T is for Tortillas

Say “tortilla” and I’m immediately transported back to my childhood where I’m standing in front of Chevy’s mesmerizing tortilla machine. The cook stuck a dough ball in one end, and the machine pressed it into a flat disc, which then cooked as it spiraled down a conveyer belt. Two minutes later, it emerged from the other end in a warm, perfect tortilla. As a tiny girl, the workers found me cute enough to give me a dough ball to play with every time I wandered away from the table to watch the machine. Chevy’s was my favorite restaurant growing up because of those dough balls.   


Their tortillas had a distinct taste, something I can’t quite put my finger on, but I haven’t found a tortilla to match their flavor anywhere. I’ve sampled a variety of different brands from multiple grocery stores, including some that were supposedly handmade, yet none even came close.


So when I decided to make tortillas for “T,” I expected another mediocre result, nothing better than what the supermarkets carry. I mixed the dough entirely with my hands, resulting in dough sticking to my fingers like glue and getting jammed underneath all of my nails. The twelve dough balls were rather small, which was somewhat disheartening, but I was already this far, wasn’t I?



I realized that my New Year’s resolution for 2011 should have been bulking up my biceps. Those dough balls were so hard to roll out thin enough!



I put all my weight into pushing that rolling pin across the dough, but even so, I still needed to pick up the tortillas and stretch them by hand. Twenty minutes later, I had a dozen slightly thin, really misshapen tortillas to cook.



After letting the skillet heat up, I laid the first one down, which only took about 30 seconds to start bubbling. I grabbed it with two fingers and quickly flipped it over, blowing on my fingers once the tortilla landed. Another half minute later, I turned it out onto a plate. One down, eleven to go.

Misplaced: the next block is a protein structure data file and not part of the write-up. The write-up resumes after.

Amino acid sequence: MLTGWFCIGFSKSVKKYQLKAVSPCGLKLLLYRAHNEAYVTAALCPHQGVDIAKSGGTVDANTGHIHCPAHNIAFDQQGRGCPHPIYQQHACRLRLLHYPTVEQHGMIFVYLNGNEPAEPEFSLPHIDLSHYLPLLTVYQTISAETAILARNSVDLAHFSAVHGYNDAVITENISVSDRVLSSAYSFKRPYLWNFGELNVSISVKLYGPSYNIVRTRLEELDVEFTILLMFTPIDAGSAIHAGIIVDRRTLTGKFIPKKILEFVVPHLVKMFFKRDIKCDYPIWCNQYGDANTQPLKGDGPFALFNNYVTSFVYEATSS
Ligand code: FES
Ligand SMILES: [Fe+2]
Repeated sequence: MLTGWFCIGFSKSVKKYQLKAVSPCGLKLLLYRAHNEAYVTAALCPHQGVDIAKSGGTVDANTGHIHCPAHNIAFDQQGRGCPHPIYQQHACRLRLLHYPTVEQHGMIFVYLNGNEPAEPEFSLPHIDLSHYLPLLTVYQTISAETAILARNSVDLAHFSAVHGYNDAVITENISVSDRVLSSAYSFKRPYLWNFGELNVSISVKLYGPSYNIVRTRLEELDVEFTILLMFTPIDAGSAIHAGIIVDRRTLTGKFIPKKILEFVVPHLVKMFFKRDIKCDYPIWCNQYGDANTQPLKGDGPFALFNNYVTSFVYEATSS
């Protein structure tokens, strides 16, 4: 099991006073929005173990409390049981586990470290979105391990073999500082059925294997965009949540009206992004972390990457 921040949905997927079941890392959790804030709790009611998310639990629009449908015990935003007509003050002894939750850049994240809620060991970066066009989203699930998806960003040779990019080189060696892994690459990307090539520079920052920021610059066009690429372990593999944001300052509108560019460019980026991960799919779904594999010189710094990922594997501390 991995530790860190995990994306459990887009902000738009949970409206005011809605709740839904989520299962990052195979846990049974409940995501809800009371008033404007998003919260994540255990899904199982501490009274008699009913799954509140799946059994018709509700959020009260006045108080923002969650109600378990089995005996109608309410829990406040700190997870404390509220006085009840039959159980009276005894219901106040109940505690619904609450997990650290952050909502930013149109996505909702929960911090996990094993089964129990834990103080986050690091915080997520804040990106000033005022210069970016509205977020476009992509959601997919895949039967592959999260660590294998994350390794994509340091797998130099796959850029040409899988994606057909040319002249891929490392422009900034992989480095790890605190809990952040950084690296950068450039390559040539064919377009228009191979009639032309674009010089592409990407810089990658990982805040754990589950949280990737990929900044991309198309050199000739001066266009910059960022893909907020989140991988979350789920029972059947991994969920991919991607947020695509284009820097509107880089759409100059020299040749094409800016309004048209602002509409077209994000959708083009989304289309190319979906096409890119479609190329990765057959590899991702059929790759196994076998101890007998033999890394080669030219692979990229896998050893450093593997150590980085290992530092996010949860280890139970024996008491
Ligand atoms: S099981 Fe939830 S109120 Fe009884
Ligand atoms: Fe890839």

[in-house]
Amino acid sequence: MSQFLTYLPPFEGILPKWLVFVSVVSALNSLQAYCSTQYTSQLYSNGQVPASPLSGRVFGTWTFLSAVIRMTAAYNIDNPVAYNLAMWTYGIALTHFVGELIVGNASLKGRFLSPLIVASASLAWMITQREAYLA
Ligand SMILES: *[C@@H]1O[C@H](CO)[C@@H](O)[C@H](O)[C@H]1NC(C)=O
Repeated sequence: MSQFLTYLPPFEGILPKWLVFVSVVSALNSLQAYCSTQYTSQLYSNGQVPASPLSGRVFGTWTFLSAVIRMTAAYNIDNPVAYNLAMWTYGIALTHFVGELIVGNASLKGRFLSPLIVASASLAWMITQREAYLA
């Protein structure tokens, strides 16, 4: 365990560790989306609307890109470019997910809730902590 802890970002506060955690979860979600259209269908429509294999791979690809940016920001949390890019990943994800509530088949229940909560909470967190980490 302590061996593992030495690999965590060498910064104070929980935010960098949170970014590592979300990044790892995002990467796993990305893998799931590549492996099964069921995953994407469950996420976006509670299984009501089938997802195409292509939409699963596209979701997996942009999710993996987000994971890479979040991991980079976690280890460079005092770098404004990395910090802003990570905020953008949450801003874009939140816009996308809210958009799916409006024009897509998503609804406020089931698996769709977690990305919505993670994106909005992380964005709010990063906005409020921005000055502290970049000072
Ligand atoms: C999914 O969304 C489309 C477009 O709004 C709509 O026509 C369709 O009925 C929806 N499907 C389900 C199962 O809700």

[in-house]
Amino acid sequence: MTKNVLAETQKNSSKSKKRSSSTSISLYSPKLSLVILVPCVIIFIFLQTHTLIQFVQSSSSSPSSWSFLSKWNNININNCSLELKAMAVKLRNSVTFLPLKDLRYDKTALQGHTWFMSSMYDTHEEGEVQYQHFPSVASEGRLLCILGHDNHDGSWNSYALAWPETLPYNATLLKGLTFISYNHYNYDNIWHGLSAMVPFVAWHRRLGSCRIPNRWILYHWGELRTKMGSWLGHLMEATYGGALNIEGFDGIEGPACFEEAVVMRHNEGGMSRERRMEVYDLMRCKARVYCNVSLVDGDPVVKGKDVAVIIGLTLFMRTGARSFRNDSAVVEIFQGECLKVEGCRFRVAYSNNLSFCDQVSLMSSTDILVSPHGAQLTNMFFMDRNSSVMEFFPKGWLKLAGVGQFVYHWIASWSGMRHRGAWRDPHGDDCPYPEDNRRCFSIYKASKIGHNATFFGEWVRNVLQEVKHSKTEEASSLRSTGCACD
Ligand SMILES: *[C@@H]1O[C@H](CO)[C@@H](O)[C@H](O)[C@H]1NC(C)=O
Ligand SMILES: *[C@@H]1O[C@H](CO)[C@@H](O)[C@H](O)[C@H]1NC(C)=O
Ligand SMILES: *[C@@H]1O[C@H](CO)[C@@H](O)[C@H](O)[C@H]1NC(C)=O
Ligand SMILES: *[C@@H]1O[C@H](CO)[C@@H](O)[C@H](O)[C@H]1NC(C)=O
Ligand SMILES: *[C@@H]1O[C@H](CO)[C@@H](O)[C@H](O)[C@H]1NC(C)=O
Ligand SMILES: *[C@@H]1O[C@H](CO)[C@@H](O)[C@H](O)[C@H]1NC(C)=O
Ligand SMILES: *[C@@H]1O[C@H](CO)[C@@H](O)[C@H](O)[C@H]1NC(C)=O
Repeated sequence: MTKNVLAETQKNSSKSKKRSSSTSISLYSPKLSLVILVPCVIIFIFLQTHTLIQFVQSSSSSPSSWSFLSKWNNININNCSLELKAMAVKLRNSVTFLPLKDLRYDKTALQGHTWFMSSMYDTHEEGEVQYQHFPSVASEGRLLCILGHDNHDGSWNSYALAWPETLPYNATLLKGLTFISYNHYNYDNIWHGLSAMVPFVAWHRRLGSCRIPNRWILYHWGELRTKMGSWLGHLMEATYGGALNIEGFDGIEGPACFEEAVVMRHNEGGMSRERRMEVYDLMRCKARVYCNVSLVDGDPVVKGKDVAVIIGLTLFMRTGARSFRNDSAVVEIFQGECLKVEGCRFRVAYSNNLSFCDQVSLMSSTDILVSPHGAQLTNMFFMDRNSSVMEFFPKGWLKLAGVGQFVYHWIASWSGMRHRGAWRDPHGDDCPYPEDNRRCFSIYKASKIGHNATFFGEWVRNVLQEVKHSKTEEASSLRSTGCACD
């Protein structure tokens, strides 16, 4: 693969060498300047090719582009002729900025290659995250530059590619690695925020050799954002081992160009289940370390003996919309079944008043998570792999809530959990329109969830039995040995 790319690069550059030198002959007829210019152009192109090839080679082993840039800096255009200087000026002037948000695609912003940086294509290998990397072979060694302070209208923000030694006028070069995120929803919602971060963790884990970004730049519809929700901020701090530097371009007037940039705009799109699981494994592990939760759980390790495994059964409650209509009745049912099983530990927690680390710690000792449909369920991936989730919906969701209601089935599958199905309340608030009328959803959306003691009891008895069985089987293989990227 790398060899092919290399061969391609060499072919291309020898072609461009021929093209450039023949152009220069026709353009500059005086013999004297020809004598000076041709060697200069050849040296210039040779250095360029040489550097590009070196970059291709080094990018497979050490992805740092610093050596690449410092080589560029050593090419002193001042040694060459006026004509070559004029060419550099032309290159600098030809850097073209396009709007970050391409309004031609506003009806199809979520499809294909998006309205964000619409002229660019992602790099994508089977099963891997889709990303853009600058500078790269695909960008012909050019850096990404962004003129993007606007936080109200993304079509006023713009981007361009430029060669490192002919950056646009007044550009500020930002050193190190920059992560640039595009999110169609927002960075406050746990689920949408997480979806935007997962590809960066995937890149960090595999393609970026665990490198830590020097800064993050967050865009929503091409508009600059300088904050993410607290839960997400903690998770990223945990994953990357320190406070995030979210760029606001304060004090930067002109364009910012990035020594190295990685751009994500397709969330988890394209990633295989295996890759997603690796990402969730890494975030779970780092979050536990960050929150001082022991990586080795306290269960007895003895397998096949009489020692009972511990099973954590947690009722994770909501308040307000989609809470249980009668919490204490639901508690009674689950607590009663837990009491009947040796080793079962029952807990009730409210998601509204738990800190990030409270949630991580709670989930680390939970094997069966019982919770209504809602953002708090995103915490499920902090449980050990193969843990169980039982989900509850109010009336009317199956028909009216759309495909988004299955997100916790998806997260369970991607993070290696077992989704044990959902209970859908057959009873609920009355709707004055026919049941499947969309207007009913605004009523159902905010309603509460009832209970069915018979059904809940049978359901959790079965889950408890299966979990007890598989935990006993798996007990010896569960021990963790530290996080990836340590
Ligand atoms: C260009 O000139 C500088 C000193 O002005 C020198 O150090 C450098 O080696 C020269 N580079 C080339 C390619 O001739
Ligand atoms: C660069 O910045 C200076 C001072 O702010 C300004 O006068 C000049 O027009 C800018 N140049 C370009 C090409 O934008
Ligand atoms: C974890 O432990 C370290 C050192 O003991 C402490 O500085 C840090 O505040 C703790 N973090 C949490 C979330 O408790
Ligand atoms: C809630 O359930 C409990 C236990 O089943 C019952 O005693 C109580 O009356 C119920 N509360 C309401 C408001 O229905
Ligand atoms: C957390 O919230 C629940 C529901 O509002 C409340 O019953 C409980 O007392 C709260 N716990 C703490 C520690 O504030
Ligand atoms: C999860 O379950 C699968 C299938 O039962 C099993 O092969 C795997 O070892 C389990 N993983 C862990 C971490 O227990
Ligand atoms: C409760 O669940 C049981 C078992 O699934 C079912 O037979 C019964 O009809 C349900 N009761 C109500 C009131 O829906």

I’m proud to report that I perfected my tortilla techniques while cooking the rest. No burned fingers, and perfectly browned sides on every tortilla. As for the taste? A perfect match for Chevy’s!



Flour Tortillas

take from this Flour Tortillas recipe

makes 12 (6 to 8-inch) tortillas

I found that stretching the tortillas while holding them over the hot pan made it easier to get them thinner. It may be necessary to clean excess flour from the pan partway through.

2 c. flour

½ tsp salt

1 tsp baking powder

1 tbsp shortening

¾ c. water

  1. Whisk flour, salt, and baking powder together. Add shortening and work into flour with fingers until the mixture resembles a coarse meal. Add the water and stir until it forms a sticky dough.
  2. Turn dough out onto a floured surface. Kneed for a few minutes until smooth and elastic. Shape into 12 evenly sized balls.
  3. Roll dough balls out to ⅛” thick one at a time using a well-floured rolling pin. (Stretch using hands if necessary!)
  4. Heat a medium pan over medium-high heat. Do not grease! Lay one tortilla in the pan and let cook for 30-60 seconds. Once bubbles begin to form, flip the tortilla over and cook for another 30-60 seconds. Turn out onto a plate, and repeat with the remaining tortillas. Serve warm.



February 12, 2011. Tags: , , , , , , , . Alphabet Adventure.


  1. Single Life 2 Married Wife replied:

    we love tortilla’s. The Mr. would be very impressed with these!

    • foods for the soul replied:

      Other than rolling them out, these tortillas were a cinch to make, and they’re practically irresistible. I hope both you and he enjoy them!

  2. Julie replied:

    Yum! But we want to know what you wrapped those delicious-looking tortillas around! Black beans, sweet potatoes, and salsa? Avocados, red bell peppers (or orange depending on the customer….), spinach, and quinoa? Inquiring minds want to know!

    • foods for the soul replied:

      Hold that thought–you’re about a post or two ahead of me! But those ideas all sound delicious, and I may have to try one or two with the (few) leftover tortillas.

  3. gourmet wannabe replied:

    What was the ingredient or technique that made your tortillas turn out like Chebys instead of the ones that you purchased at the various stores?

    • foods for the soul replied:

      The tortillas weren’t paper-thin like store-bought brands, and that little extra thickness made the difference. The shortening and baking powder, or simply the combination of flour/salt/fat, probably helped too.

  4. kelseyincleveland replied:

    I can’t wait to make these, they look so fresh and yummy!

  5. Lemon Mashed Great Northern Bean Enchiladas with Homemade Tortillas « Kelseyincleveland's Blog replied:

    […] Adapted from Foods for the Soul […]

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